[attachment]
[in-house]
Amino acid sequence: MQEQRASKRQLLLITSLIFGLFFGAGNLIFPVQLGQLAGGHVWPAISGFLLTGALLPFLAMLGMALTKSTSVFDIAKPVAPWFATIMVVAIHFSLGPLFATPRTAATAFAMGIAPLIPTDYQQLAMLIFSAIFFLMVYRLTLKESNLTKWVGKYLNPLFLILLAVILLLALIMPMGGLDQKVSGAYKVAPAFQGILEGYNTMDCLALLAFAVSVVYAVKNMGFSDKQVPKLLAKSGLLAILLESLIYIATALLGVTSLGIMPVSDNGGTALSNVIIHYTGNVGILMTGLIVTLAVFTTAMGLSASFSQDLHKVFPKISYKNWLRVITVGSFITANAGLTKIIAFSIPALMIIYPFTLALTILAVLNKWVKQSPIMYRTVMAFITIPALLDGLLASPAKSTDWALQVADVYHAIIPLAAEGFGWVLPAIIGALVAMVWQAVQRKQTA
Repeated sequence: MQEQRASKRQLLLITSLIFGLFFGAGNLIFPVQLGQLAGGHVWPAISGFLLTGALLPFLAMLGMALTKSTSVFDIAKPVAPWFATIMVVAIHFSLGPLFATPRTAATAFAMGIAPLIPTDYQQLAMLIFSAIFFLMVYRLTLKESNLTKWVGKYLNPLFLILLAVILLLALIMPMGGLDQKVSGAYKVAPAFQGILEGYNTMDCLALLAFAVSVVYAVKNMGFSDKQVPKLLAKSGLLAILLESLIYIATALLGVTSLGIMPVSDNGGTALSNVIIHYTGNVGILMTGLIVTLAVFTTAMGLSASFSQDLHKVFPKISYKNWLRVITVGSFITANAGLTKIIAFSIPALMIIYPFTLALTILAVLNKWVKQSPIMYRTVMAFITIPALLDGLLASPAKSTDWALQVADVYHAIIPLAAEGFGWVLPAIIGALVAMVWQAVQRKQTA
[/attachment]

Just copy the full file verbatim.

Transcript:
[in-house]
Amino acid sequence: MQEQRASKRQLLLITSLIFGLFFGAGNLIFPVQLGQLAGGHVWPAISGFLLTGALLPFLAMLGMALTKSTSVFDIAKPVAPWFATIMVVAIHFSLGPLFATPRTAATAFAMGIAPLIPTDYQQLAMLIFSAIFFLMVYRLTLKESNLTKWVGKYLNPLFLILLAVILLLALIMPMGGLDQKVSGAYKVAPAFQGILEGYNTMDCLALLAFAVSVVYAVKNMGFSDKQVPKLLAKSGLLAILLESLIYIATALLGVTSLGIMPVSDNGGTALSNVIIHYTGNVGILMTGLIVTLAVFTTAMGLSASFSQDLHKVFPKISYKNWLRVITVGSFITANAGLTKIIAFSIPALMIIYPFTLALTILAVLNKWVKQSPIMYRTVMAFITIPALLDGLLASPAKSTDWALQVADVYHAIIPLAAEGFGWVLPAIIGALVAMVWQAVQRKQTA
Repeated sequence: MQEQRASKRQLLLITSLIFGLFFGAGNLIFPVQLGQLAGGHVWPAISGFLLTGALLPFLAMLGMALTKSTSVFDIAKPVAPWFATIMVVAIHFSLGPLFATPRTAATAFAMGIAPLIPTDYQQLAMLIFSAIFFLMVYRLTLKESNLTKWVGKYLNPLFLILLAVILLLALIMPMGGLDQKVSGAYKVAPAFQGILEGYNTMDCLALLAFAVSVVYAVKNMGFSDKQVPKLLAKSGLLAILLESLIYIATALLGVTSLGIMPVSDNGGTALSNVIIHYTGNVGILMTGLIVTLAVFTTAMGLSASFSQDLHKVFPKISYKNWLRVITVGSFITANAGLTKIIAFSIPALMIIYPFTLALTILAVLNKWVKQSPIMYRTVMAFITIPALLDGLLASPAKSTDWALQVADVYHAIIPLAAEGFGWVLPAIIGALVAMVWQAVQRKQTA